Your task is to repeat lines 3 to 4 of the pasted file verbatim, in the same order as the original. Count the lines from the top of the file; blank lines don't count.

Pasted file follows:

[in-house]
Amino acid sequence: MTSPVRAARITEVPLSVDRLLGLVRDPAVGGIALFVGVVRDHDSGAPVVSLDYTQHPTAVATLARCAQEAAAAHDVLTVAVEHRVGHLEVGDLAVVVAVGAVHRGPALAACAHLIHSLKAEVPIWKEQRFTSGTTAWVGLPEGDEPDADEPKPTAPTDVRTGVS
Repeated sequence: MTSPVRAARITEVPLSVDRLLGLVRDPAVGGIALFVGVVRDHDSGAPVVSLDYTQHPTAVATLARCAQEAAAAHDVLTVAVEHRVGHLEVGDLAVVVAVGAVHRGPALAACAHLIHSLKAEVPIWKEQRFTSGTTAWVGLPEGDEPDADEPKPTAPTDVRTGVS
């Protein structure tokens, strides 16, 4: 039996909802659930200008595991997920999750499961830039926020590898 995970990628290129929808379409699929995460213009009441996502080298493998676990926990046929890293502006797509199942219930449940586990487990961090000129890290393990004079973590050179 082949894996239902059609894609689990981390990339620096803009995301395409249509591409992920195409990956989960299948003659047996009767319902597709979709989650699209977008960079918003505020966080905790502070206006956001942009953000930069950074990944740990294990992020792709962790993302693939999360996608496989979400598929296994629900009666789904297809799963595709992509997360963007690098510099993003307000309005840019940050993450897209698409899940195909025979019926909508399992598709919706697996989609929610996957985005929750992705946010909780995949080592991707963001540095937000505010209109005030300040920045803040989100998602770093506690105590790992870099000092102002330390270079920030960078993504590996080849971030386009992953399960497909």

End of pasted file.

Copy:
Repeated sequence: MTSPVRAARITEVPLSVDRLLGLVRDPAVGGIALFVGVVRDHDSGAPVVSLDYTQHPTAVATLARCAQEAAAAHDVLTVAVEHRVGHLEVGDLAVVVAVGAVHRGPALAACAHLIHSLKAEVPIWKEQRFTSGTTAWVGLPEGDEPDADEPKPTAPTDVRTGVS
């Protein structure tokens, strides 16, 4: 039996909802659930200008595991997920999750499961830039926020590898 995970990628290129929808379409699929995460213009009441996502080298493998676990926990046929890293502006797509199942219930449940586990487990961090000129890290393990004079973590050179 082949894996239902059609894609689990981390990339620096803009995301395409249509591409992920195409990956989960299948003659047996009767319902597709979709989650699209977008960079918003505020966080905790502070206006956001942009953000930069950074990944740990294990992020792709962790993302693939999360996608496989979400598929296994629900009666789904297809799963595709992509997360963007690098510099993003307000309005840019940050993450897209698409899940195909025979019926909508399992598709919706697996989609929610996957985005929750992705946010909780995949080592991707963001540095937000505010209109005030300040920045803040989100998602770093506690105590790992870099000092102002330390270079920030960078993504590996080849971030386009992953399960497909």